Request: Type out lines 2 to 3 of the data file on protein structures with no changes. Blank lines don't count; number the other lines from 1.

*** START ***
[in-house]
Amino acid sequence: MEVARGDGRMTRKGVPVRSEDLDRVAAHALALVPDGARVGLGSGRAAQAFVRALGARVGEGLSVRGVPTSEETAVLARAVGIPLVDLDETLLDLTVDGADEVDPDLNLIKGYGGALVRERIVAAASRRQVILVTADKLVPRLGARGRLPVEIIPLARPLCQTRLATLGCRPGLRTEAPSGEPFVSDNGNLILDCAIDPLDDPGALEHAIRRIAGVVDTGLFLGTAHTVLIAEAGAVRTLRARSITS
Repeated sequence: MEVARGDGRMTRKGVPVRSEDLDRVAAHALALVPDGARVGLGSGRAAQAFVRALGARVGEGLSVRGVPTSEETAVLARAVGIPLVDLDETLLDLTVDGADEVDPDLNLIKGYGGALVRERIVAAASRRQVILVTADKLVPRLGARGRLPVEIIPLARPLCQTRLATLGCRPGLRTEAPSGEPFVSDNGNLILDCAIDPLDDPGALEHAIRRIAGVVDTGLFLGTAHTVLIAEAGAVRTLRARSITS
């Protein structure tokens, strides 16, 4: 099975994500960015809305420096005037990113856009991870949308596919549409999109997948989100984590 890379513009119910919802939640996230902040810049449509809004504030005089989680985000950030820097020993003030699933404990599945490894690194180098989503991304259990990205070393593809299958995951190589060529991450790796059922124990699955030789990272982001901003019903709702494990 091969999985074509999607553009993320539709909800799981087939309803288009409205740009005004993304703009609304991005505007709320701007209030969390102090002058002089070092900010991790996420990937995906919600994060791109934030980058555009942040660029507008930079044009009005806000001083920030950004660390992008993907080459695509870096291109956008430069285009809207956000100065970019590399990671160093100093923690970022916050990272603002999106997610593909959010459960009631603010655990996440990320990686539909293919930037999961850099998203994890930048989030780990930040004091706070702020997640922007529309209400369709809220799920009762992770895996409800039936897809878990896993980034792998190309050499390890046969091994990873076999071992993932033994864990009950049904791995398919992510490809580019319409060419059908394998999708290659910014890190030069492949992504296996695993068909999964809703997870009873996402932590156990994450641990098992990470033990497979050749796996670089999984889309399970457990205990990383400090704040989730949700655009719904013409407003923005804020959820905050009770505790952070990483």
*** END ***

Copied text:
Amino acid sequence: MEVARGDGRMTRKGVPVRSEDLDRVAAHALALVPDGARVGLGSGRAAQAFVRALGARVGEGLSVRGVPTSEETAVLARAVGIPLVDLDETLLDLTVDGADEVDPDLNLIKGYGGALVRERIVAAASRRQVILVTADKLVPRLGARGRLPVEIIPLARPLCQTRLATLGCRPGLRTEAPSGEPFVSDNGNLILDCAIDPLDDPGALEHAIRRIAGVVDTGLFLGTAHTVLIAEAGAVRTLRARSITS
Repeated sequence: MEVARGDGRMTRKGVPVRSEDLDRVAAHALALVPDGARVGLGSGRAAQAFVRALGARVGEGLSVRGVPTSEETAVLARAVGIPLVDLDETLLDLTVDGADEVDPDLNLIKGYGGALVRERIVAAASRRQVILVTADKLVPRLGARGRLPVEIIPLARPLCQTRLATLGCRPGLRTEAPSGEPFVSDNGNLILDCAIDPLDDPGALEHAIRRIAGVVDTGLFLGTAHTVLIAEAGAVRTLRARSITS